Gangnam Style Death: Eamonn Kilbride Heart Attack Caused By Psy’s Hit Dance
Gangnam style seems to be everywhere. TV shows, YouTube parodies and now it's the unlikeliest place of all: cause of death on an autopsy form.
Eamonn Kilbride, a 46-year-old IT manager, is the world's first Gangnam style death. He was celebrating at an office holiday party and began performing Psy's hit dance in front of his friends and co-workers. He collapsed moments after leaving the stage. Paramedics tried to revive him on the scene but were unsuccessful and he was pronounced dead at Royal Blackburn Hospital. Cause of death was acute heart failure. The Gangnam style death resulted from the vigorous dance moves that put a strain on Killbride's heart.
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Cardiologist Bernard Keavney told The Telegraph that middle-aged men need to be "somewhat measured" about over exerting themselves this holiday season.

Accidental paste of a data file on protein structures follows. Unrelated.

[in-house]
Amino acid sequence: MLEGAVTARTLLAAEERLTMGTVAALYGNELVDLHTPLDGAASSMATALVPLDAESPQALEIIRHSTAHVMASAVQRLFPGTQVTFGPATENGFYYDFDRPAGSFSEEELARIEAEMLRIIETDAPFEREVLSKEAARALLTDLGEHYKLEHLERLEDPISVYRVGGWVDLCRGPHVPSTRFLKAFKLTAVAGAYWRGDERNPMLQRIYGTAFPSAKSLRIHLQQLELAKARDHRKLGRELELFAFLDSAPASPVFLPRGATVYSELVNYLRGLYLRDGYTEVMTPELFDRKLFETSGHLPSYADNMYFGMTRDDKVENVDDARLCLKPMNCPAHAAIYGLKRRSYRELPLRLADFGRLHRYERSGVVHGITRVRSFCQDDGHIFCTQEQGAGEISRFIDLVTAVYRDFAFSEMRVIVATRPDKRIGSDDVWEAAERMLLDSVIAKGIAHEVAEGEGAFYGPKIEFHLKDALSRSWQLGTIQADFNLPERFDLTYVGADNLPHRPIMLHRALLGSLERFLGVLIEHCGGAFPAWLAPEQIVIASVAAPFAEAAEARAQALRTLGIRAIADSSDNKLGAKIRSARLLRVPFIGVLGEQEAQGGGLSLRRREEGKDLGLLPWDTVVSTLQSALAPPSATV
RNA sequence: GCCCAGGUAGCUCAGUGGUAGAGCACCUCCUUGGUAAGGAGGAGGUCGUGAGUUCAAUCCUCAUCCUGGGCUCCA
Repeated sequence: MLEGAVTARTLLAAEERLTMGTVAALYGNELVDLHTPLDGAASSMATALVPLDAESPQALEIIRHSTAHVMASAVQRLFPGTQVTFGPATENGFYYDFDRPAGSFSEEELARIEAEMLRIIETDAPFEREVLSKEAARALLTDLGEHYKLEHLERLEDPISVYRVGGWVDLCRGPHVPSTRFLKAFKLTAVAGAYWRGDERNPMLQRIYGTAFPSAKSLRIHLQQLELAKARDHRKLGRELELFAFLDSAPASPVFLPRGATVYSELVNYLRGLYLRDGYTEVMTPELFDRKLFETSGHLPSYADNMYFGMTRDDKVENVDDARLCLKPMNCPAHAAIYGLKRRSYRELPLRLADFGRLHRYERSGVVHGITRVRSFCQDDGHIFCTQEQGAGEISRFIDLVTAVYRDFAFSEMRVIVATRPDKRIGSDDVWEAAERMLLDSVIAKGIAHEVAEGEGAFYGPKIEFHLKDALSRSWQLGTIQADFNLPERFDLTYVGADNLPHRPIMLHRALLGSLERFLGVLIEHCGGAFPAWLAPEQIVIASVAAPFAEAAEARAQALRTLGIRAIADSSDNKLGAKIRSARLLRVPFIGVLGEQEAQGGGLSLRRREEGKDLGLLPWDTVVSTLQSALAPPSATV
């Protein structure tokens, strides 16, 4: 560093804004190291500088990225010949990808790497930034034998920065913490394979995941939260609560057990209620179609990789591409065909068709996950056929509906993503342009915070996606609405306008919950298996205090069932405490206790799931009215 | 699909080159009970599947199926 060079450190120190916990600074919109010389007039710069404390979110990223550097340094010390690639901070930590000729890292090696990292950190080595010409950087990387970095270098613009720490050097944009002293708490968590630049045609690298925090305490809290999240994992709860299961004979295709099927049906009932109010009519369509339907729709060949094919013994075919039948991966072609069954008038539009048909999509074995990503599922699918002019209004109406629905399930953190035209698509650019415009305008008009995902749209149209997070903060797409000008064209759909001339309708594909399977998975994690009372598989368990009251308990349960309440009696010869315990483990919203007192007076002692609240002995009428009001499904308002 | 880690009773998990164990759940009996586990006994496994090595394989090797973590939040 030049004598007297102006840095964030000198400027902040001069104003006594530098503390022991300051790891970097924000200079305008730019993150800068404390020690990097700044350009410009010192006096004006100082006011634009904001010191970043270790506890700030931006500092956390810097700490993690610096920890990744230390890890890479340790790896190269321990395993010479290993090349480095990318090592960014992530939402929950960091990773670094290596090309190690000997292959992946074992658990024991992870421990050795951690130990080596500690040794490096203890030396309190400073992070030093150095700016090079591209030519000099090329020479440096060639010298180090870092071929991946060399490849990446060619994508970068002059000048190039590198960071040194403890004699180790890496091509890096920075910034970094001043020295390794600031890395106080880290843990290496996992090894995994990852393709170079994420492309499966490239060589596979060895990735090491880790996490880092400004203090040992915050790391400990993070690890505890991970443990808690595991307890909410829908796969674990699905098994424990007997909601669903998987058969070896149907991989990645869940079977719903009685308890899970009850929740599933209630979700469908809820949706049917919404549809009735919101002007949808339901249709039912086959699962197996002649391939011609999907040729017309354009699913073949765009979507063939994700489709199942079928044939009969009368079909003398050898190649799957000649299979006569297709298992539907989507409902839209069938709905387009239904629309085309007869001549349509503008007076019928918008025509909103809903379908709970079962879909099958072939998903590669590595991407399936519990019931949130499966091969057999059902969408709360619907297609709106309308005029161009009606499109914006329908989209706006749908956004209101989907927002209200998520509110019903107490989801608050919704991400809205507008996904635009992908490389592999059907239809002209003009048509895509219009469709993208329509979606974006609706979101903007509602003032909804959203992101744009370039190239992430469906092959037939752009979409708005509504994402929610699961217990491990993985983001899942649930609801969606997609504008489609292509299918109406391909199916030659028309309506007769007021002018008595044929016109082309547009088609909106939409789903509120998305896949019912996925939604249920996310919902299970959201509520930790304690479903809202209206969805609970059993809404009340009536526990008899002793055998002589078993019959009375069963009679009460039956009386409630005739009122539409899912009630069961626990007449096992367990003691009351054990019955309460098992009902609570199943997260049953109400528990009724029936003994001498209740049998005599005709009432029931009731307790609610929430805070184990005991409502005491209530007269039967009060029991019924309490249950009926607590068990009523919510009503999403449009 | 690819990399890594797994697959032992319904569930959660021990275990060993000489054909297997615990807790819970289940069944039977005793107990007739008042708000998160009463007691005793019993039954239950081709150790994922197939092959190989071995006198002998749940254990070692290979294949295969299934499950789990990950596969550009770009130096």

"I certainly wouldn't say that people need to avoid 'Gangnam Style' over the holidays. [But] if you're unused to taking vigorous physical exercise, you shouldn't throw yourself into violent exertion without due preparation," he said.
Kilbride's Gangnam style death has come as a huge shock to his friends and family, who have been leaving tributes to him on his company's Facebook page. The Thwaites Brewery Company posted the following statement:
"It was with great sadness that this week we lost our long time IT services manager, Eamonn Kilbride. This has been a very difficult time for his family, friends and colleagues. Whilst we've been supporting his family, we've been keen to ensure that they have the space to grieve privately.
Eamonn was very well known and liked, an important part of Thwaites who always went the extra mile in a positive and cheery manner with complete professionalism. He had many friends across the whole business and we will miss him.
Our thoughts are with his wife Julie, their daughter and two sons."
The Gangnam style death has called attention to the problem of cardiovascular disease, a condition that is the leading cause of death in the U.S. It affects more than 27 million adults who, like Kilbride, should be careful when engaging in vigorous exercise.
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